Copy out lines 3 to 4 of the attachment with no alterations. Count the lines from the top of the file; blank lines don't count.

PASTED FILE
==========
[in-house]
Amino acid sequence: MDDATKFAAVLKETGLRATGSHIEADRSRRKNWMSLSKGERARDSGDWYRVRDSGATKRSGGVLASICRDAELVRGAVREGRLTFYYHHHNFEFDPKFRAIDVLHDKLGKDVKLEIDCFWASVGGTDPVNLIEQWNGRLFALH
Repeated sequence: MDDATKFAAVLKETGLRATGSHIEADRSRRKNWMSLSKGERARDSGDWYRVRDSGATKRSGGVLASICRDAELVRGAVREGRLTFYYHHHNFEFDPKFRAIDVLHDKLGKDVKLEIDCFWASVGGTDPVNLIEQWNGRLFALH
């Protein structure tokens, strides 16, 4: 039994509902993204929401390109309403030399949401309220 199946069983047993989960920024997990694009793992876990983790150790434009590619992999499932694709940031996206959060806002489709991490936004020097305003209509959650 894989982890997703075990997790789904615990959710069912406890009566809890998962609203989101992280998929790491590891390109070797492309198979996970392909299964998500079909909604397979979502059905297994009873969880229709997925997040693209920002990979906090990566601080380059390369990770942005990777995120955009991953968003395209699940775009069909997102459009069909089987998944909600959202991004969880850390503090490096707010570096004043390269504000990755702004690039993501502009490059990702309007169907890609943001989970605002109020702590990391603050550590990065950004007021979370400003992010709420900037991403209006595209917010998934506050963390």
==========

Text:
Repeated sequence: MDDATKFAAVLKETGLRATGSHIEADRSRRKNWMSLSKGERARDSGDWYRVRDSGATKRSGGVLASICRDAELVRGAVREGRLTFYYHHHNFEFDPKFRAIDVLHDKLGKDVKLEIDCFWASVGGTDPVNLIEQWNGRLFALH
């Protein structure tokens, strides 16, 4: 039994509902993204929401390109309403030399949401309220 199946069983047993989960920024997990694009793992876990983790150790434009590619992999499932694709940031996206959060806002489709991490936004020097305003209509959650 894989982890997703075990997790789904615990959710069912406890009566809890998962609203989101992280998929790491590891390109070797492309198979996970392909299964998500079909909604397979979502059905297994009873969880229709997925997040693209920002990979906090990566601080380059390369990770942005990777995120955009991953968003395209699940775009069909997102459009069909089987998944909600959202991004969880850390503090490096707010570096004043390269504000990755702004690039993501502009490059990702309007169907890609943001989970605002109020702590990391603050550590990065950004007021979370400003992010709420900037991403209006595209917010998934506050963390």